• First: Previously, as the value of the Afghani and the exchange rate were being stabilized through the auction of dollars and the issuance of capital notes, now, for short-term, this process can be altered to Sukuk or Islamic bonds. If the Ministry of Finance issues Sukuk and provide it to the market through Da Afghanistan Bank, it will be effective in terms of fluidity of banks and will also help in stabilizing the exchange rate. In this way, if there is any extra Afghanis in the market, Da Afghanistan Bank will get it back.
  • Second: Another issue is the reserves of Da Afghanistan Bank which are around 9.4 billion dollars and are now frozen. This is a politico-economic issue and if left unresolved, Afghanistan could face a humanitarian crisis.  Efforts should be made at the national and international levels to unfreeze these frozen reserves, which should be handed over to Da Afghanistan Bank. This will also play its role in controlling the situation as a short-term solution.
  • Third: The third is the 1.2 billion dollars newly announced humanitarian aid pledged by the international community. If the aid is channeled through the banking sector, it will enable banks to keep the currency and pay its equivalent in Afghanis.
  • Fourth: The fourth is that Afghans living abroad send their money to Afghanistan through the banking system. It is estimated that Afghans send about 800 million dollars to Afghanistan each year.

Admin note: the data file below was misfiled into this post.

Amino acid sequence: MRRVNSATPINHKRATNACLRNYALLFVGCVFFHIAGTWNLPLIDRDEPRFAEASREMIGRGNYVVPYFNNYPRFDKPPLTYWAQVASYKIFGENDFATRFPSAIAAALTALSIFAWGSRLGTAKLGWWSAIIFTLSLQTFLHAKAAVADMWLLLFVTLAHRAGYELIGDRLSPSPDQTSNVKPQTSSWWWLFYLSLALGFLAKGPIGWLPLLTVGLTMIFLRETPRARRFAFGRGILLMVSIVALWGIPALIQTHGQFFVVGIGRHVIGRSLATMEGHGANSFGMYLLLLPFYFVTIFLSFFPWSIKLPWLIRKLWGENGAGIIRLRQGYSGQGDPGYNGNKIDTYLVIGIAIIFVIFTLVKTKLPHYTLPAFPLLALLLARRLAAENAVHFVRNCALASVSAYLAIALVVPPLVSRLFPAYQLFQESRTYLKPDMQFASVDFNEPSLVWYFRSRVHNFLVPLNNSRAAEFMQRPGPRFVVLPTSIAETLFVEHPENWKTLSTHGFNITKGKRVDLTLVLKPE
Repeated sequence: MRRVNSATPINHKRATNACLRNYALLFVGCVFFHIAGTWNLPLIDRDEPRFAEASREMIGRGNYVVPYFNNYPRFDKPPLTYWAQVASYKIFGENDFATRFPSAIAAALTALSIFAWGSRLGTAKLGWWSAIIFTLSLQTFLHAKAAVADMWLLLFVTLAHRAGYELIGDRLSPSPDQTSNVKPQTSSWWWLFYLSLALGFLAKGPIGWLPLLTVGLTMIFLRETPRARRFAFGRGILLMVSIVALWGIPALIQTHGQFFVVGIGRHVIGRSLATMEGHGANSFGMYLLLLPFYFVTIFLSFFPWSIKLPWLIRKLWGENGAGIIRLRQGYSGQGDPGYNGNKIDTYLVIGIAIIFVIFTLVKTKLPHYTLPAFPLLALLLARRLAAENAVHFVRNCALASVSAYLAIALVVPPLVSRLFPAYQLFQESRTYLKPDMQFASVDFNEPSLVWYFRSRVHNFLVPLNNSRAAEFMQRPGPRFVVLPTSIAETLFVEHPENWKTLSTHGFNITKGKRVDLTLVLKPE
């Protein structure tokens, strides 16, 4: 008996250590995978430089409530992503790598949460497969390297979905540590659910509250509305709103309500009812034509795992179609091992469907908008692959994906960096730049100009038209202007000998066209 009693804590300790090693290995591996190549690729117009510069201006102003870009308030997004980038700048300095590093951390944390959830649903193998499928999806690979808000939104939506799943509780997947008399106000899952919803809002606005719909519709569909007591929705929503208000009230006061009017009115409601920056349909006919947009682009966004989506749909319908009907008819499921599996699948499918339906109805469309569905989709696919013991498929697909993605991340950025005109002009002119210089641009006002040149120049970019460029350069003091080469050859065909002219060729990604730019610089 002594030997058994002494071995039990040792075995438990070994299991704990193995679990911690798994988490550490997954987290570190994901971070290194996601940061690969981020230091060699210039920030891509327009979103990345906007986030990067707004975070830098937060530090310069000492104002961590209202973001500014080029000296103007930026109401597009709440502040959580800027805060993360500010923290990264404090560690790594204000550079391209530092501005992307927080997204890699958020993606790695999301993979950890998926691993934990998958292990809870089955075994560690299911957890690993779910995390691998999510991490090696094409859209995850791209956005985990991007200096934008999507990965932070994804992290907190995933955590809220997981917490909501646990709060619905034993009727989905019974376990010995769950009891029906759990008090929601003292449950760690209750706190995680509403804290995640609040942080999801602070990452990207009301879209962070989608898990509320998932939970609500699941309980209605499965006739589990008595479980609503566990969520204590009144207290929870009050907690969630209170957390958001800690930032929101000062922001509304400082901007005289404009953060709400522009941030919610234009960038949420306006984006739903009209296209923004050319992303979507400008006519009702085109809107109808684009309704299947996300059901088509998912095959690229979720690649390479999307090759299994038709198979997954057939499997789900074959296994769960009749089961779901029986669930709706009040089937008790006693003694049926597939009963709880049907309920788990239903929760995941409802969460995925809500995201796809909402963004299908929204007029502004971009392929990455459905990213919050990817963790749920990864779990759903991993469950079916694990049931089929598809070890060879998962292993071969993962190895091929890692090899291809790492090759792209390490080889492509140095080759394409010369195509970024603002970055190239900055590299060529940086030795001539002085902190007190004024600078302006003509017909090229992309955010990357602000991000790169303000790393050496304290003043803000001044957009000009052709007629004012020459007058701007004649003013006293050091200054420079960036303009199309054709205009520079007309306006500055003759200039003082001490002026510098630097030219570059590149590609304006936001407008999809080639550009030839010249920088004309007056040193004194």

Beside this, there are some long-term solutions that the new government must consider and work for its achievement. Here are some of the long-term solutions:

  • First: The first is that there is a huge gap between exports and imports; serious efforts should be made to reduce this gap so that the currency does not go out of the country and Afghani does not go under pressure.
  • Second: Second is the issue of regional connectivity and major projects such as TAPI, CASA-1000 and the Silk Road projects that connects Afghanistan to Europe. If progress is made on these projects, it will directly help the economy of Afghanistan in the long-term.
  • Third: The third is the issue of efficient extraction of mines. According to some estimates, Afghanistan has unexplored mines, worth at least 1 trillion dollars, the efficient extraction of which will have a significant impact on the country’s overall economic situation.  Previously, this was not possible due to corruption, poor governance and security concerns.  An example is the Mes Aynak mine in Logar, which has not progressed despite the contract and the start of operation.
  • Fourth: The fourth is implementation of development projects in the field of agriculture. The contribution of agriculture to Afghanistan’s GDP is significant and if attention is paid to this sector, it can help a lot with the country’s national economy.
  • Fifth: Afghan and foreign investors should be encouraged to come to Afghanistan and transfer their capital; because in the past, security was a major obstacle and now that the security situation has improved, they should be encouraged and investment conditions should be prepared and made easier for them.
  • Sixth: The sixth is the issue of foreign tourists. In the long-term, by creating an atmosphere of security and stability, international tourists should be encouraged to come to Afghanistan. Afghanistan has a significant opportunity to strengthen its economy from this aspect.